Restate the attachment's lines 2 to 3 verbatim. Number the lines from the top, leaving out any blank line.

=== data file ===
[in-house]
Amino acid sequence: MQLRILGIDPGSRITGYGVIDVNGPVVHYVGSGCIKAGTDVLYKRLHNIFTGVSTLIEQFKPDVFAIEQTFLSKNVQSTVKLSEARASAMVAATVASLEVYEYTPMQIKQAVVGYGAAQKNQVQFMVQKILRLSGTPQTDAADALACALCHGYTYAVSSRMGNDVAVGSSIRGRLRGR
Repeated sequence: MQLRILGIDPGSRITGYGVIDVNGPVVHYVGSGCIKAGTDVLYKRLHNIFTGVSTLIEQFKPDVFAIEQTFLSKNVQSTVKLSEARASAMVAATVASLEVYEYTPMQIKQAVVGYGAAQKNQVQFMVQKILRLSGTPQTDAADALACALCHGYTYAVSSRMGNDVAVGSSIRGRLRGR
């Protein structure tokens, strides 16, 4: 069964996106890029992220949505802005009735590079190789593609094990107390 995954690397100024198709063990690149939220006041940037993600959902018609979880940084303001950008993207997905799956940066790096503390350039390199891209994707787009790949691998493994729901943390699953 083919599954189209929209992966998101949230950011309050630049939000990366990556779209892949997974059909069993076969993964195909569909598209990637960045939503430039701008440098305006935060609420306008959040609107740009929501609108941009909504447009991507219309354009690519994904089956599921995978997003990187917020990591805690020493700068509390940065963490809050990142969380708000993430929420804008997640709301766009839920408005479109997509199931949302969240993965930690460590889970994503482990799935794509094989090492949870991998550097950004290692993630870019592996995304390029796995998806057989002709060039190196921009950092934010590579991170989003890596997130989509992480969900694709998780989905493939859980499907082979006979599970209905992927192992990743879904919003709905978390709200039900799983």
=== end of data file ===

Amino acid sequence: MQLRILGIDPGSRITGYGVIDVNGPVVHYVGSGCIKAGTDVLYKRLHNIFTGVSTLIEQFKPDVFAIEQTFLSKNVQSTVKLSEARASAMVAATVASLEVYEYTPMQIKQAVVGYGAAQKNQVQFMVQKILRLSGTPQTDAADALACALCHGYTYAVSSRMGNDVAVGSSIRGRLRGR
Repeated sequence: MQLRILGIDPGSRITGYGVIDVNGPVVHYVGSGCIKAGTDVLYKRLHNIFTGVSTLIEQFKPDVFAIEQTFLSKNVQSTVKLSEARASAMVAATVASLEVYEYTPMQIKQAVVGYGAAQKNQVQFMVQKILRLSGTPQTDAADALACALCHGYTYAVSSRMGNDVAVGSSIRGRLRGR